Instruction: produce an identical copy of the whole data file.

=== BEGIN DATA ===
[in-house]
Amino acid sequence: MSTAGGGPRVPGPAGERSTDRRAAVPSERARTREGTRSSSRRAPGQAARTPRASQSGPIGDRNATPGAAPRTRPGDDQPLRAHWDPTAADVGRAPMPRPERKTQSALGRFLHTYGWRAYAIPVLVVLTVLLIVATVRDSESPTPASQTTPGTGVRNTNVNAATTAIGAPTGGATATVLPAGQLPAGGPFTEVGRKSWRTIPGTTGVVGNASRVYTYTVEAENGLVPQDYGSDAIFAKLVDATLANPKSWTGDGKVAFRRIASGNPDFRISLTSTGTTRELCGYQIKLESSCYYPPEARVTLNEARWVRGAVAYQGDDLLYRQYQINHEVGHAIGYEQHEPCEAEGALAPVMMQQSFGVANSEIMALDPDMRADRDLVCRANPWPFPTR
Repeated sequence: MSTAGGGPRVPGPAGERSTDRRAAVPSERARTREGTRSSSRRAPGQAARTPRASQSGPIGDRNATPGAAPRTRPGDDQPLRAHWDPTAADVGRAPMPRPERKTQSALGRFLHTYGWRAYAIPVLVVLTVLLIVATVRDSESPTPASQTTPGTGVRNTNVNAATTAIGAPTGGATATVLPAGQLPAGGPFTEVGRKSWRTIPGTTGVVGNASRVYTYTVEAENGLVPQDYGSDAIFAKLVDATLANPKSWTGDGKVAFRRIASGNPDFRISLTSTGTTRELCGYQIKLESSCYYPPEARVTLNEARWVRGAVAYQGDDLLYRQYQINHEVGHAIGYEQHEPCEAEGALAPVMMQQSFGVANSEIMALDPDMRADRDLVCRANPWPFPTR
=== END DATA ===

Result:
[in-house]
Amino acid sequence: MSTAGGGPRVPGPAGERSTDRRAAVPSERARTREGTRSSSRRAPGQAARTPRASQSGPIGDRNATPGAAPRTRPGDDQPLRAHWDPTAADVGRAPMPRPERKTQSALGRFLHTYGWRAYAIPVLVVLTVLLIVATVRDSESPTPASQTTPGTGVRNTNVNAATTAIGAPTGGATATVLPAGQLPAGGPFTEVGRKSWRTIPGTTGVVGNASRVYTYTVEAENGLVPQDYGSDAIFAKLVDATLANPKSWTGDGKVAFRRIASGNPDFRISLTSTGTTRELCGYQIKLESSCYYPPEARVTLNEARWVRGAVAYQGDDLLYRQYQINHEVGHAIGYEQHEPCEAEGALAPVMMQQSFGVANSEIMALDPDMRADRDLVCRANPWPFPTR
Repeated sequence: MSTAGGGPRVPGPAGERSTDRRAAVPSERARTREGTRSSSRRAPGQAARTPRASQSGPIGDRNATPGAAPRTRPGDDQPLRAHWDPTAADVGRAPMPRPERKTQSALGRFLHTYGWRAYAIPVLVVLTVLLIVATVRDSESPTPASQTTPGTGVRNTNVNAATTAIGAPTGGATATVLPAGQLPAGGPFTEVGRKSWRTIPGTTGVVGNASRVYTYTVEAENGLVPQDYGSDAIFAKLVDATLANPKSWTGDGKVAFRRIASGNPDFRISLTSTGTTRELCGYQIKLESSCYYPPEARVTLNEARWVRGAVAYQGDDLLYRQYQINHEVGHAIGYEQHEPCEAEGALAPVMMQQSFGVANSEIMALDPDMRADRDLVCRANPWPFPTR